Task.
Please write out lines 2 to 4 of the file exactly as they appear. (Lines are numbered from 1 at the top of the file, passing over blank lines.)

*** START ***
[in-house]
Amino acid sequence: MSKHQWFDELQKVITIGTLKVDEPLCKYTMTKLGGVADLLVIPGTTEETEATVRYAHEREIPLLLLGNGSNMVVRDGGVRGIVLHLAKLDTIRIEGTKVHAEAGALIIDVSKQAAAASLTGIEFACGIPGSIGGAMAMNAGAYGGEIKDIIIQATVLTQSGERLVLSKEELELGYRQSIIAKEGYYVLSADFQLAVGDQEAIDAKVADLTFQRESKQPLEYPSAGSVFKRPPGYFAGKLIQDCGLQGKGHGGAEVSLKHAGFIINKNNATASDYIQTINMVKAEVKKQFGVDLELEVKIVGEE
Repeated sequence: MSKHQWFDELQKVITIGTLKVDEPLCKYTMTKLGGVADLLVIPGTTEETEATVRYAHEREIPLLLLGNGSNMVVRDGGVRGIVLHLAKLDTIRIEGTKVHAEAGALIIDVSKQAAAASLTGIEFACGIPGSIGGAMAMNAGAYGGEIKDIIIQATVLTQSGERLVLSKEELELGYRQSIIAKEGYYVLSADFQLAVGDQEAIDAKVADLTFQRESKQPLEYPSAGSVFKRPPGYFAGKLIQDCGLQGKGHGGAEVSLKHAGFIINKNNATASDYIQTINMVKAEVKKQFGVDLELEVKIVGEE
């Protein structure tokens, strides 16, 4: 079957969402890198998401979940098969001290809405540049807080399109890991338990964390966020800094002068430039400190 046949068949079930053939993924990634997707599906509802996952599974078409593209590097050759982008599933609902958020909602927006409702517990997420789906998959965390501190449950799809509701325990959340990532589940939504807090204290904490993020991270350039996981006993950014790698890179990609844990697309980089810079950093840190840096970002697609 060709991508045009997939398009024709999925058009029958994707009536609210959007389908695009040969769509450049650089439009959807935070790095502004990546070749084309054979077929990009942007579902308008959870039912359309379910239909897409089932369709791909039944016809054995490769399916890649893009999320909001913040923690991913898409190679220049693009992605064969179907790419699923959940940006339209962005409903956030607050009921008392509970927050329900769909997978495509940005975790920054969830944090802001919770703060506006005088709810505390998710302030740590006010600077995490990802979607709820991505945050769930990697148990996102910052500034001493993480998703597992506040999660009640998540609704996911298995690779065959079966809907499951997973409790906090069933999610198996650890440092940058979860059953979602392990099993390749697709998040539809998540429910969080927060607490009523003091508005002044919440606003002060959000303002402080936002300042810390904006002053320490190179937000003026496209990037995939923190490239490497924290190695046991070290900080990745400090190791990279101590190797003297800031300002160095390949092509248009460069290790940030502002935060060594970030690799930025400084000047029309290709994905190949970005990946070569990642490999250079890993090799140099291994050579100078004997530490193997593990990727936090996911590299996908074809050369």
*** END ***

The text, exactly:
Amino acid sequence: MSKHQWFDELQKVITIGTLKVDEPLCKYTMTKLGGVADLLVIPGTTEETEATVRYAHEREIPLLLLGNGSNMVVRDGGVRGIVLHLAKLDTIRIEGTKVHAEAGALIIDVSKQAAAASLTGIEFACGIPGSIGGAMAMNAGAYGGEIKDIIIQATVLTQSGERLVLSKEELELGYRQSIIAKEGYYVLSADFQLAVGDQEAIDAKVADLTFQRESKQPLEYPSAGSVFKRPPGYFAGKLIQDCGLQGKGHGGAEVSLKHAGFIINKNNATASDYIQTINMVKAEVKKQFGVDLELEVKIVGEE
Repeated sequence: MSKHQWFDELQKVITIGTLKVDEPLCKYTMTKLGGVADLLVIPGTTEETEATVRYAHEREIPLLLLGNGSNMVVRDGGVRGIVLHLAKLDTIRIEGTKVHAEAGALIIDVSKQAAAASLTGIEFACGIPGSIGGAMAMNAGAYGGEIKDIIIQATVLTQSGERLVLSKEELELGYRQSIIAKEGYYVLSADFQLAVGDQEAIDAKVADLTFQRESKQPLEYPSAGSVFKRPPGYFAGKLIQDCGLQGKGHGGAEVSLKHAGFIINKNNATASDYIQTINMVKAEVKKQFGVDLELEVKIVGEE
């Protein structure tokens, strides 16, 4: 079957969402890198998401979940098969001290809405540049807080399109890991338990964390966020800094002068430039400190 046949068949079930053939993924990634997707599906509802996952599974078409593209590097050759982008599933609902958020909602927006409702517990997420789906998959965390501190449950799809509701325990959340990532589940939504807090204290904490993020991270350039996981006993950014790698890179990609844990697309980089810079950093840190840096970002697609 060709991508045009997939398009024709999925058009029958994707009536609210959007389908695009040969769509450049650089439009959807935070790095502004990546070749084309054979077929990009942007579902308008959870039912359309379910239909897409089932369709791909039944016809054995490769399916890649893009999320909001913040923690991913898409190679220049693009992605064969179907790419699923959940940006339209962005409903956030607050009921008392509970927050329900769909997978495509940005975790920054969830944090802001919770703060506006005088709810505390998710302030740590006010600077995490990802979607709820991505945050769930990697148990996102910052500034001493993480998703597992506040999660009640998540609704996911298995690779065959079966809907499951997973409790906090069933999610198996650890440092940058979860059953979602392990099993390749697709998040539809998540429910969080927060607490009523003091508005002044919440606003002060959000303002402080936002300042810390904006002053320490190179937000003026496209990037995939923190490239490497924290190695046991070290900080990745400090190791990279101590190797003297800031300002160095390949092509248009460069290790940030502002935060060594970030690799930025400084000047029309290709994905190949970005990946070569990642490999250079890993090799140099291994050579100078004997530490193997593990990727936090996911590299996908074809050369």